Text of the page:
Double podcast episode about anti-racist Asian youth movements in Bradford, England in the 1970s and 80s. We speak to Tariq Mehmood about the Asian Youth Movement, the United Black Youth League, and his seminal trial as one of the so-called Bradford 12.
These will be the first in an occasional series of episodes looking at different aspects of Asian youth movements in Britain at different cities at that time.
- Part 1: exploring what life was like at the time for young Asians in Britain, how organising began and introducing political “blackness”
- Part 2: looking at what happened to the organisations which were set up in the city, and Bradford 12 trial
- Bonus episode: with more information about an unknown connection between a recent trial and the Bradford 12, as well as Tariq writing his first book in prison – available exclusively for our patreon supporters
You too can support this podcast, and get exclusive benefits like early access to episodes, bonus episodes and more at patreon.com/workingclasshistory
- Check out and purchase Tariq’s books here on Amazon
- Trade unionism and the Asian Youth Movements – About the relationship between AYMs and the unions
- Women and Asian Youth Movements – about women’s involvement in the groups
- Emerging conflicts in Asian Youth Movements – about the roots different factions of the organisation took depending on the strategy they adopted
- Self defence is no offence! – A history of the Bradford 12 case
- E1: The Grunwick strike – our first podcast episode about the extremely important strike of East African Asian women in London 1974-6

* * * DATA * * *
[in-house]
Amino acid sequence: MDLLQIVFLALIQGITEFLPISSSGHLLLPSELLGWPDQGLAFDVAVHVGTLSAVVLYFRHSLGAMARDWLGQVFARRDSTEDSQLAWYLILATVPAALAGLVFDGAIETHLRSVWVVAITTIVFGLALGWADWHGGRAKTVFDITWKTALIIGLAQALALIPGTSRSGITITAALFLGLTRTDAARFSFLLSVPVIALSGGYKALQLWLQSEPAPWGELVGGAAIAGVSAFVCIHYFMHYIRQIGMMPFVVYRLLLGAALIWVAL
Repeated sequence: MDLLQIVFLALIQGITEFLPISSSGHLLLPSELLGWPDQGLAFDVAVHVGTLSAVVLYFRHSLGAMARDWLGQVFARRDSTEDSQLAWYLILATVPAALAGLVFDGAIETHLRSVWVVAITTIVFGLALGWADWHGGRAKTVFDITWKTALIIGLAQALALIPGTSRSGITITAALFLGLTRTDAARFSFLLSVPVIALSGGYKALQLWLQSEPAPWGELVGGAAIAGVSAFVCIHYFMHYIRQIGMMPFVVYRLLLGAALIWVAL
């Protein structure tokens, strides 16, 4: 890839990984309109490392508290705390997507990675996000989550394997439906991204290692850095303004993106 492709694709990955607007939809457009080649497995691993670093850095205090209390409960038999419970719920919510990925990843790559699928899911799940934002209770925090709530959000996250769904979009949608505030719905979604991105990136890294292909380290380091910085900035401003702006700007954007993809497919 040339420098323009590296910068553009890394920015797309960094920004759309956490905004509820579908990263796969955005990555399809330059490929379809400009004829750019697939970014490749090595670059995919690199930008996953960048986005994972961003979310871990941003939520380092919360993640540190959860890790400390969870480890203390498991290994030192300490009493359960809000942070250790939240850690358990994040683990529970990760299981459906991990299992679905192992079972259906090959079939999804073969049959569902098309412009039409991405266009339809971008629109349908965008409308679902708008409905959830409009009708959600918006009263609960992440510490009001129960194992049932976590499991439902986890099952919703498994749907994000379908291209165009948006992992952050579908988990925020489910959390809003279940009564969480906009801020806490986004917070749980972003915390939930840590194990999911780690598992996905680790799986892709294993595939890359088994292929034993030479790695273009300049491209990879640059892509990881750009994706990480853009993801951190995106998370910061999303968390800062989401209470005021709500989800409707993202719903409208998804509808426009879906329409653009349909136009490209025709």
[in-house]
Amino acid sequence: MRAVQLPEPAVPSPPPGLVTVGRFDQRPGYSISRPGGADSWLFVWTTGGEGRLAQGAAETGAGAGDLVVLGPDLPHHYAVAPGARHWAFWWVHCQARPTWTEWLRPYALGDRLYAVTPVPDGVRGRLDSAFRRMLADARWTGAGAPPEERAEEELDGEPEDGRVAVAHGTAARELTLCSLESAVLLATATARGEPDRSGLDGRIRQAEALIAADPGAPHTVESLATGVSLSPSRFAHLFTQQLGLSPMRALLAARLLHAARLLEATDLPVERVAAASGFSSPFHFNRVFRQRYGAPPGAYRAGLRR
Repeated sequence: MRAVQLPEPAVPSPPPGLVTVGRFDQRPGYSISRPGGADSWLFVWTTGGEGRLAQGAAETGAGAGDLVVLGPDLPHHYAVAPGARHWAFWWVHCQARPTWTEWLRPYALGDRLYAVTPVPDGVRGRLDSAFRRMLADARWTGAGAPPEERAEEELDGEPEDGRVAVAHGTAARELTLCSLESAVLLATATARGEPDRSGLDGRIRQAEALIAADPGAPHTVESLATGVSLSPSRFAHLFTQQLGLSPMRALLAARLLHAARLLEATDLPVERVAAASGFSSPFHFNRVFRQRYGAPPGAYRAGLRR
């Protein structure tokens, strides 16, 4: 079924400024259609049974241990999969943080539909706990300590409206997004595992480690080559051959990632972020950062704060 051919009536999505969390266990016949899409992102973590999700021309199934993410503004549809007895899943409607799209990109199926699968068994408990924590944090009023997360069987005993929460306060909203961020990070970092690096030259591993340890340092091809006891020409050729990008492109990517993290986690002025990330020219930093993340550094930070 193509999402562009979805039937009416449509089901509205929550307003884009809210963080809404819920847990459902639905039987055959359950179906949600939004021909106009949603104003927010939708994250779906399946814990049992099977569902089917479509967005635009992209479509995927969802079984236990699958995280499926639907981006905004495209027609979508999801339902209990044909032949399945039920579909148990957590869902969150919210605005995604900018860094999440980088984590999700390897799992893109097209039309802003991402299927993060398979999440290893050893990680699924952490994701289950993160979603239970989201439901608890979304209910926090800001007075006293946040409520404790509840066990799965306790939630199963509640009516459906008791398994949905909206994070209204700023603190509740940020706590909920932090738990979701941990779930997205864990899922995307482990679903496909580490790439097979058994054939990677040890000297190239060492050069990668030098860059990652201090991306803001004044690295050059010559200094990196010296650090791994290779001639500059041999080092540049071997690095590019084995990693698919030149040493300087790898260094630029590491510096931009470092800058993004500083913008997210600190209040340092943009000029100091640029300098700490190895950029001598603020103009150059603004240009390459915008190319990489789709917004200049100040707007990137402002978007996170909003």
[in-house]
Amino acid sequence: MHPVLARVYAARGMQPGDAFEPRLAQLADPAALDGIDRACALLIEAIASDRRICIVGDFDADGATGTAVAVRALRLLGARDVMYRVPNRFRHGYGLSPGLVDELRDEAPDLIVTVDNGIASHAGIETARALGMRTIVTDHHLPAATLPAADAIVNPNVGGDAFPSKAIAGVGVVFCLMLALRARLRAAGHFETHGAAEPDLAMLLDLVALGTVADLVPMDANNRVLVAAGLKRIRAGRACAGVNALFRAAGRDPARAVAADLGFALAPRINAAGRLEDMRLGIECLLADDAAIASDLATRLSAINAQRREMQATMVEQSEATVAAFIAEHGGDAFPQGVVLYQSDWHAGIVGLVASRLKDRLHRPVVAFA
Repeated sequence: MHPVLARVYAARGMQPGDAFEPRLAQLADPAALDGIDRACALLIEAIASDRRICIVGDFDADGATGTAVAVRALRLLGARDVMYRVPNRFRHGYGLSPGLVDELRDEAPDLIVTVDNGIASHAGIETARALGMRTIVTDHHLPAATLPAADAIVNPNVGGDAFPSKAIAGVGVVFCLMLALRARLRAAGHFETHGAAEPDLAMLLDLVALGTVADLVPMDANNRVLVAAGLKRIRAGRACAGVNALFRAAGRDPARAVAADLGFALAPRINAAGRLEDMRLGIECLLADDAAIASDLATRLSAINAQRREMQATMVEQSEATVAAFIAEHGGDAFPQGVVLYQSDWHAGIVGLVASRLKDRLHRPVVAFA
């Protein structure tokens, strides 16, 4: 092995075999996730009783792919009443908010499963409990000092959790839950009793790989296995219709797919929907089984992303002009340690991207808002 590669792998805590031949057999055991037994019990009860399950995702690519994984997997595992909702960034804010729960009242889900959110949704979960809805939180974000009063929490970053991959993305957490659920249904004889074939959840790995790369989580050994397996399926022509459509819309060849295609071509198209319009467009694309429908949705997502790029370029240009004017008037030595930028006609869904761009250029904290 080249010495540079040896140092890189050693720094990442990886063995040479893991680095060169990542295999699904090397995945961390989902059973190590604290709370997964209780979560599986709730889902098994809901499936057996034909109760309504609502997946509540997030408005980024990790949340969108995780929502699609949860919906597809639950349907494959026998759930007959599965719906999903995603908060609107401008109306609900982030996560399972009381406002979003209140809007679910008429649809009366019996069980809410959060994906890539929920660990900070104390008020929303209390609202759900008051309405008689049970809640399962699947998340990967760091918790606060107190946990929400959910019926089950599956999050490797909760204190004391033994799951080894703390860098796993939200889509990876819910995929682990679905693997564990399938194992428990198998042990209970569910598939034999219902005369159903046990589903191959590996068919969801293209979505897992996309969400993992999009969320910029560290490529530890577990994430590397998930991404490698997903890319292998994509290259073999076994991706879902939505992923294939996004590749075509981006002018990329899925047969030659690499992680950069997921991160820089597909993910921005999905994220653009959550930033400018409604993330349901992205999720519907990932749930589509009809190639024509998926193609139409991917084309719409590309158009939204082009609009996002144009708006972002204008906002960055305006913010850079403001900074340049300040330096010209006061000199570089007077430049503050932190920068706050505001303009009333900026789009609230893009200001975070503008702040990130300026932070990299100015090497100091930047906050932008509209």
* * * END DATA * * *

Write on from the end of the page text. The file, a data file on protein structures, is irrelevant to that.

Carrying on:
- Libcom AYM archive – an archive of content by and about the AYM
- tandana.org – archived version of an extensive website containing old AYM materials
Click the images for captions
Other sources used in the episode not listed above are:
- Bussing out: a local oral history project – Bradford District Council – http://www.bussingout.co.uk/Images/Bussing_Out.pdf retrieved 16/07/2019
- In 1968, a British politician warned immigration would lead to violence. Now some say he was right – Adam Taylor – Washington Post 24 November 2015 – https://www.washingtonpost.com/news/worldviews/wp/2015/11/24/in-1968-a-british-politician-warned-immigration-would-lead-to-violence-now-some-say-he-was-right/ retrieved 16/07/2019
- Like the Roman: The Life of Enoch Powell – Simon Heffer. London, 1999: Orion. ISBN 0-7538-0820-X pages 462-466
- Immigration and the National Health Service: putting history to the forefront – Stephanie Snow , Emma Jones | 08 March 2011 – http://www.historyandpolicy.org/policy-papers/papers/immigration-and-the-national-health-service-putting-history-to-the-forefron retrieved 17/07/2019
- When Enoch Powell recruited blacks – http://archive.spectator.co.uk/article/6th-july-1996/18/when-enoch-powell-recruited-blacks retrieved 17/07/2019
- Enoch Powell’s Rivers of blood speech – https://www.telegraph.co.uk/comment/3643823/Enoch-Powells-Rivers-of-Blood-speech.html retrieved 17/07/2019
- Provos The IRA & Sínn Féinn – Peter Taylor. Bloomsbury Publishing 1997. pp. 251–252. ISBN 0-7475-3818-2.
Thanks to Gail Edwards for permission to use her rendition of Close the Coalhouse Door, from Gail’s YouTube channel
These episodes were edited by Daniel Woldorff
Our theme tune is Bella Ciao, thanks for permission to use it from Dischi del Sole. You can purchase it here. Or stream it here.